The waters off the Gulf Coast could be an attractive place to install offshore wind farms. The winds are decent and there’s plenty of space but at the moment, electricity prices in Texas are low, thanks to cheap wind coming from West Texas wind farms, and aren’t high enough to justify the expense of engineering and building off the coast.
That won’t likely happen until 2028 when power prices are high enough to justify the expense of building offshore wind farms, Michael J. Osborne, co-founder of the Austin-based environmental advocacy group Texas Renewables Energy Industry Alliance, predicted at a recent University of Houston sponsored panel. Osborne developed the first wind farm in Texas in 1981 and is a member of the Electric Utility Commission in Austin.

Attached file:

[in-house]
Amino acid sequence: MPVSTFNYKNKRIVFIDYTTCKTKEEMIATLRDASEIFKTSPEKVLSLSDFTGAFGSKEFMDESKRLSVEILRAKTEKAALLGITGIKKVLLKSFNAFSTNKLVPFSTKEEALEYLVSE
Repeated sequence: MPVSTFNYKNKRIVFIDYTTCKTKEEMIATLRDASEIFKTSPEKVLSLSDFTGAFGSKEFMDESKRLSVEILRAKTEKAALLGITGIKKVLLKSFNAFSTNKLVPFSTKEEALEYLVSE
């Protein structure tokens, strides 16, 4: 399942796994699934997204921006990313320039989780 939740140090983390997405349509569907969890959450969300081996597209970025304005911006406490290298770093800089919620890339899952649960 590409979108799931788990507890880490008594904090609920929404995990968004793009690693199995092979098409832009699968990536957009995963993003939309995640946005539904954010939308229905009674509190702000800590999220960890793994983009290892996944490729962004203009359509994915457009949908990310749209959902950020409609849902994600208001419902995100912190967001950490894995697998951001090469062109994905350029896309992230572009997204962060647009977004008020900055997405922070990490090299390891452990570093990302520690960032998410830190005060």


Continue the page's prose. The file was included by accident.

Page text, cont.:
Offshore wind farms are common in Europe but have been slow to develop in the United States largely because the U.S. lacks an established supply chain, doesn’t have ports that can accommodate construction of floating platforms and there are no U.S. vessels that can ferry equipment back and forth in federal waters.
The first – and only – U.S. offshore wind farm, a five-turbine development off the coast of Rhode Island, began producing power three years ago. More than a dozen farms are in various stages of development in federally leased waters off the East Coast.
Texas may not see free-standing offshore wind farms off its coast line anytime soon but Texas is likely to see offshore oil drillers begin to use wind-powered generation to run their operations in the Gulf of Mexico.
That will take about three years, predicted John Hartnett, business opportunity manager for Shell Wind Energy, which is developing offshore wind projects in New England.
This article first appeared on the Houston Chronicle – an Energy Voice content partner. For more from the Houston Chronicle click here.